Bulldogger Tech Talk

November 5-9, 2018

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Cite This For Me Extension: Web Citer

  • Automatically create website citations in the APA, MLA, Chicago, or Harvard referencing styles at the click of a button.

  • Simply browse to the page you wish to cite and click the button to generate a correctly formatted citation. Then copy-and-paste the citation into your assignment, or add it to your online bibliography for safe keeping until later.

  • Sources are cited using the following format editions: APA: 6th edition Chicago: 16th edition MLA: 7th edition Harvard: N/A

3 Interactive Brainstorming Apps for Teachers

1. Padlet - Padlet is a digital canvas to create beautiful projects that are easy to share and collaborate on. It works like a piece of paper. We give you an empty page - a Padlet - and you can put whatever you like on it. Drag in a video, record an interview, snap a selfie, write your own text posts or upload some documents, and voilà! A Padlet is born. Make it even more beautiful by choosing custom wallpapers and themes. (Apple app or web based)

2. Ideament - Ideament lets you easily draw a diagram - mind map, concept map, or flow chart - and convert it to a text outline, and vice versa. You can use Ideament for anything, such as brainstorming new ideas, illustrating concepts, making lists and outlines, planning presentations, creating organizational charts, and more! (Apple App)

3. LucidChart - Lucidchart is great for creating flowcharts, process flows, diagrams, wireframes and many more. Some of the features it provides include:

  • Pre-built templates and hundreds of shapes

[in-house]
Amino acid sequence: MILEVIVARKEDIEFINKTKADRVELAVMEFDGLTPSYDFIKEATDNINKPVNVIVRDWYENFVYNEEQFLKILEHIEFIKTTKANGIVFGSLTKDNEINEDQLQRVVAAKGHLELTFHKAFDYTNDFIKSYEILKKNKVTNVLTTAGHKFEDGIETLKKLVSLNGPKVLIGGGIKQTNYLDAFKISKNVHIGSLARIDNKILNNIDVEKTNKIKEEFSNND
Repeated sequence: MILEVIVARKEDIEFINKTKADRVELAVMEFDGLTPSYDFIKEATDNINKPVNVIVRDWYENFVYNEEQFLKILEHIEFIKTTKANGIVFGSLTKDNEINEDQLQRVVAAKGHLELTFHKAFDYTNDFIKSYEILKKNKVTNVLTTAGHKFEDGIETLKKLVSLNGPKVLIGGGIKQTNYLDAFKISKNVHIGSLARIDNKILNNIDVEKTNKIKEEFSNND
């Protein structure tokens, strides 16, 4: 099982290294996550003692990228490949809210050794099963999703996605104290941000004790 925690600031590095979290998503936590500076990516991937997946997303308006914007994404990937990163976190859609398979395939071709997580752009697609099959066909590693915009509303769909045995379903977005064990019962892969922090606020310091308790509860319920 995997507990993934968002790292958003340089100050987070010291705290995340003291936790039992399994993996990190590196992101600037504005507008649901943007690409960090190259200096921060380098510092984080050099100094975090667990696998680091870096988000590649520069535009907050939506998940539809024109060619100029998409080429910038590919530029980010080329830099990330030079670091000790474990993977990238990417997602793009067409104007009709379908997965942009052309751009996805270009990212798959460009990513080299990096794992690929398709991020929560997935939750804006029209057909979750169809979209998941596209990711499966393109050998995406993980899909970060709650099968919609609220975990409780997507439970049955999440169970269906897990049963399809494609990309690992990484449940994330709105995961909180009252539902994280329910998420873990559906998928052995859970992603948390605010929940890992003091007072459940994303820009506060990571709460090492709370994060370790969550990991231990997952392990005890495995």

• Share and collaborate with team members
  • Import your Visio and Omnigraffle diagrams to keep your old work and collaborate with colleagues
  • Export diagrams as PDF, PNG, or Visio (Pro only) to use them use natively in other apps
  • View recent diagrams offline
  • Diagrams save and sync instantly with your Lucidchart account, so you'll never lose your work.’
  • It offers in-app purchases. (Apple app or web based)

Good Places to Find Public Domain Video Clips

There are several places to find public domain images online, but when it comes to finding a video, it becomes much more difficult. Part of the reason is associated with cost. However, sometimes students and teachers need public domain videos and clips for projects or lessons. Here are four great sights for finding full videos or short clips that can be incorporated into the classroom.

1. National Screening Room - Last month the Library of Congress launched the National Screening Room, which contains about 300 videos from the 19th and 20th centuries. You can search by date, location of filming, or subject. You can even search other LOC collections. Videos can be watched online or downloaded for later use.

2. Pixabay - Pixabay offers a large library of video clips and images for public use. To search images, just simply pick the video option from the drop-down menu that appears at the right side of the search box.

3. Stockio - Stockio is very similar to Pixabay. You can download videos to embed in projects or lessons. Simply click the download button that appears at the bottom right of each video.

4. The Public Domain Review - The Public Domain Review has collections of books, essays, audio files, and videos that are public domain. Search for media by date, style, genre, or rights. There are download instructions included with each piece of media.

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